Five Best Books About Spies and Counterespionage

From a Wall Street Journal review by Howard Blum titled “Five Best: Books on Counterespionage”:

Spy Handler
By Victor Cherkashin with Gregory Feifer (2005)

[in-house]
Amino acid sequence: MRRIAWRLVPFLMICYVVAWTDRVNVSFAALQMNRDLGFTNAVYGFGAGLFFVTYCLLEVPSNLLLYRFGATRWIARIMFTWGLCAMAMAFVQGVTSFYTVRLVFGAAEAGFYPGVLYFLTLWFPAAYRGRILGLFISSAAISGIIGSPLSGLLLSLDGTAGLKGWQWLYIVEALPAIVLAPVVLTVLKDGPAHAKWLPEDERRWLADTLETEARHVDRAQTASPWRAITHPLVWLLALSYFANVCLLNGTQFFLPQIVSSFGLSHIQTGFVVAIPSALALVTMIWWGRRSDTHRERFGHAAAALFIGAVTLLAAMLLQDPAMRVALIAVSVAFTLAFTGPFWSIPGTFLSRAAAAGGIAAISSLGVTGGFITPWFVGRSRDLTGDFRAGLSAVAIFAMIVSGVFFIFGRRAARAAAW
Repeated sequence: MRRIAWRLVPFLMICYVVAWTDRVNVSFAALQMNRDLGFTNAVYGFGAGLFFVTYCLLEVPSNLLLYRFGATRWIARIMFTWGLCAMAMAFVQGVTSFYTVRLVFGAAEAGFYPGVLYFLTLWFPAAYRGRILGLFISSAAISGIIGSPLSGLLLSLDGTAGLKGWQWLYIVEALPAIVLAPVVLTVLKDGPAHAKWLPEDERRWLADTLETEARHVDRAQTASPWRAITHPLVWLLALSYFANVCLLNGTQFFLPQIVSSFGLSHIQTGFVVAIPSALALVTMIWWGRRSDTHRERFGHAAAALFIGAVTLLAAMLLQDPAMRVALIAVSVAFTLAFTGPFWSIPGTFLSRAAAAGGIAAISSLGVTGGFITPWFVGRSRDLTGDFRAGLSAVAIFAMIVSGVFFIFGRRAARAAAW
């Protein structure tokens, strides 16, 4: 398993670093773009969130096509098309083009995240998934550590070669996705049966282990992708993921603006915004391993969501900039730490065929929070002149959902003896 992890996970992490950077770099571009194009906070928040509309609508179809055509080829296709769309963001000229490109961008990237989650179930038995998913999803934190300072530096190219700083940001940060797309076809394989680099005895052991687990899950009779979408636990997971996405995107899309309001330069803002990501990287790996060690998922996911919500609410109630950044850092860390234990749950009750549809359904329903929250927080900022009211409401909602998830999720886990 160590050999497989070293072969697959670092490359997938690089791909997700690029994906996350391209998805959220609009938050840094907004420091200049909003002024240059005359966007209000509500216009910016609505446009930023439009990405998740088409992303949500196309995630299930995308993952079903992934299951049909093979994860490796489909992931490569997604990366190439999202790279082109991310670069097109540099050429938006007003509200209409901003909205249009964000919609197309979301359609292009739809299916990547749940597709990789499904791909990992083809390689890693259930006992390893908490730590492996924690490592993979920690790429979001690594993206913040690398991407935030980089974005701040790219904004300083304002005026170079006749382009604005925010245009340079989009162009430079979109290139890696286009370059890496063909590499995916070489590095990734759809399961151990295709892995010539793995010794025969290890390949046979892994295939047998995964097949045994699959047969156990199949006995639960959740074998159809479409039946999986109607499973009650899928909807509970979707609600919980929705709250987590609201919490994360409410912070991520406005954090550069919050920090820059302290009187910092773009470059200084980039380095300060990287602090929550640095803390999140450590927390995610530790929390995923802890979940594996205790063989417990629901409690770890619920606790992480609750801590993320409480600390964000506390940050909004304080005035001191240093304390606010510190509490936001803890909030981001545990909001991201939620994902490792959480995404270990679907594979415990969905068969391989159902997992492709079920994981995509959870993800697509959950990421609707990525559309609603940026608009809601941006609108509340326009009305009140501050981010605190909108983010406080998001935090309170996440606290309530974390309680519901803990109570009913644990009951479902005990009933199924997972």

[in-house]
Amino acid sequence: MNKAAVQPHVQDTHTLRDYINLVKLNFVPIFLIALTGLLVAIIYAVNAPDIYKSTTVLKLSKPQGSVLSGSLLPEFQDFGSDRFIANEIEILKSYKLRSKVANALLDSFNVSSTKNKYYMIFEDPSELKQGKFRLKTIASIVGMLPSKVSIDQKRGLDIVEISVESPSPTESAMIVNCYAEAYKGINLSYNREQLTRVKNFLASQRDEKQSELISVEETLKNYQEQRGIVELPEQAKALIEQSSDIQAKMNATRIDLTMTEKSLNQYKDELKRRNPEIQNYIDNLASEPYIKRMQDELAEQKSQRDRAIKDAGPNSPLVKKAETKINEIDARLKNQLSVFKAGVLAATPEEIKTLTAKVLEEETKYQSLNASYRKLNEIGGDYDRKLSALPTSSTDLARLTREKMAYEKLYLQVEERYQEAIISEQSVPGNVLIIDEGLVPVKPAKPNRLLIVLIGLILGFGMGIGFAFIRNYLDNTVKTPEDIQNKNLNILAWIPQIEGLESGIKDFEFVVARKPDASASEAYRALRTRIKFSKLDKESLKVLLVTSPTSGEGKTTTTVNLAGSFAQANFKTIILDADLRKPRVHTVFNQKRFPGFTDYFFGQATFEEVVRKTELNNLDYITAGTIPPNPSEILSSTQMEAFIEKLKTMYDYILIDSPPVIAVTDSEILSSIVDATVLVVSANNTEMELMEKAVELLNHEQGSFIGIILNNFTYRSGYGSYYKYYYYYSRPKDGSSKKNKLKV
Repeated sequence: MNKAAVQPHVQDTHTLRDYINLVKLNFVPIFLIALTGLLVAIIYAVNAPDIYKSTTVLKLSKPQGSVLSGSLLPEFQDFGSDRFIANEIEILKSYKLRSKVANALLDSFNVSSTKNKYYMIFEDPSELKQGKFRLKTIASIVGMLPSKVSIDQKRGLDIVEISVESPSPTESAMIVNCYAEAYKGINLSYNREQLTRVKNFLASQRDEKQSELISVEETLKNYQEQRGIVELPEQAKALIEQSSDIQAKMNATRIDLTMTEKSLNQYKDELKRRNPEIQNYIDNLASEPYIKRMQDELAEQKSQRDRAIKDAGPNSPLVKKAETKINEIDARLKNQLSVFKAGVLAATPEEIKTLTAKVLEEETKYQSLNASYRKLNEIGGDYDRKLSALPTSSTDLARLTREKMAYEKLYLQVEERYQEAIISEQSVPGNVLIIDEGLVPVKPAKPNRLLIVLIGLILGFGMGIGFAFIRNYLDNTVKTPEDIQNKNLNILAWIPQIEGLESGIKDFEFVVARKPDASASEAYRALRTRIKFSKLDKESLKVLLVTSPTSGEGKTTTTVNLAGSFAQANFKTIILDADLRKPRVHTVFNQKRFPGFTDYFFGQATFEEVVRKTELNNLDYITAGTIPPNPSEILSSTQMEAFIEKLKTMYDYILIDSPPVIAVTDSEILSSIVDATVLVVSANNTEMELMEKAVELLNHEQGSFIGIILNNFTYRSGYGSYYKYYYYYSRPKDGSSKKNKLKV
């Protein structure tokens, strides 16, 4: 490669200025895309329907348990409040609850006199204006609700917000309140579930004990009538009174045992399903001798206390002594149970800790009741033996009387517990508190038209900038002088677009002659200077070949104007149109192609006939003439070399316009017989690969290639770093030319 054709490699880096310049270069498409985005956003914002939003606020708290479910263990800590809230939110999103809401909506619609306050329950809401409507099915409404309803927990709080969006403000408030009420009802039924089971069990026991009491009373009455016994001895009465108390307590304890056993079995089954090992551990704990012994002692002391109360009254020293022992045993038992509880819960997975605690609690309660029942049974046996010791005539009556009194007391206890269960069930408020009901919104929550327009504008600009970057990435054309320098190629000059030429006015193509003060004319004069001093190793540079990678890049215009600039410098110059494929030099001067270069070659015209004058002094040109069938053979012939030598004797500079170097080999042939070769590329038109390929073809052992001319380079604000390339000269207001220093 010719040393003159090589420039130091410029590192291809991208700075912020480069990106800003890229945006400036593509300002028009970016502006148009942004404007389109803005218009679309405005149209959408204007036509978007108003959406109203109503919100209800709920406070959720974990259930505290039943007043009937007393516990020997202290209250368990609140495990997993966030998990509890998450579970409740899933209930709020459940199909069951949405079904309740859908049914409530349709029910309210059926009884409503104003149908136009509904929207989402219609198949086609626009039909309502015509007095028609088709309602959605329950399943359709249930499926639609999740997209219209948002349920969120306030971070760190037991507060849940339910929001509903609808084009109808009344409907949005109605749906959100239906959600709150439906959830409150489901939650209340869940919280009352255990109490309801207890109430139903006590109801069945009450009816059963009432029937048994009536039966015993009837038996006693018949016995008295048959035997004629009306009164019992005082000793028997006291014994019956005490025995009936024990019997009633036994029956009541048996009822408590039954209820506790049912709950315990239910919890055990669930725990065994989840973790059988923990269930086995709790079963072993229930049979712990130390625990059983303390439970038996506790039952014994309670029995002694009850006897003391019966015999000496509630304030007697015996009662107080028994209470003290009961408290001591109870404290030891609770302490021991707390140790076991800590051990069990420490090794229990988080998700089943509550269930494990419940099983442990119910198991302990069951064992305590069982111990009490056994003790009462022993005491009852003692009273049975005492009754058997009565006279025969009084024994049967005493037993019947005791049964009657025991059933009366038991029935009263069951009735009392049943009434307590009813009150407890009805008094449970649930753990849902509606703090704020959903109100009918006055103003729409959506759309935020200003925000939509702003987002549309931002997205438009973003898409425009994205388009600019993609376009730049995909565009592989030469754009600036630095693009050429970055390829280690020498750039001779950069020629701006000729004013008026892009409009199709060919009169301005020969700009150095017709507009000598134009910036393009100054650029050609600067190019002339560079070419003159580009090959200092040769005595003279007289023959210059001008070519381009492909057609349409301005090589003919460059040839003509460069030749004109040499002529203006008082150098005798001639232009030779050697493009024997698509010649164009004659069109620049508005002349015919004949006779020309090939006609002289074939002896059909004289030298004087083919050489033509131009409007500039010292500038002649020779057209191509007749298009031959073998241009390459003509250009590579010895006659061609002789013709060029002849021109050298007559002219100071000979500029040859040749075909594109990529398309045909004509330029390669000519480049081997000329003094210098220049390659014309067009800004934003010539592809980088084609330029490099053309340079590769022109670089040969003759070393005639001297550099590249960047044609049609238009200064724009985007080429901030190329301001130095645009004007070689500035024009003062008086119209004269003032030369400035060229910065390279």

1. This is a chatty, self-congratulatory memoir by a KGB counterintelligence officer who spent a 38-year career sulking in the shadows. As Victor Cherkashin determinedly spins events, he’s “the man who recruited Robert Hanssen and Aldrich Ames”—two long-running moles burrowed deep in the American intelligence establishment. Yet the dismaying reality, Mr. Cherkashin has the grace to concede after all the prideful huffing and puffing, is how easy his job was: “Intelligence officers might think they’re chiefly responsible for recruiting agents, but most of the work really consists of finding people who want to be recruited.” And he offers a flinty warning to any spymaster who thinks his service is impenetrable: “The only way to be absolutely safe is to remove people from intelligence gathering.” It’s a cautionary wisdom that, case after case, reverberates through this unnerving yet instructive book.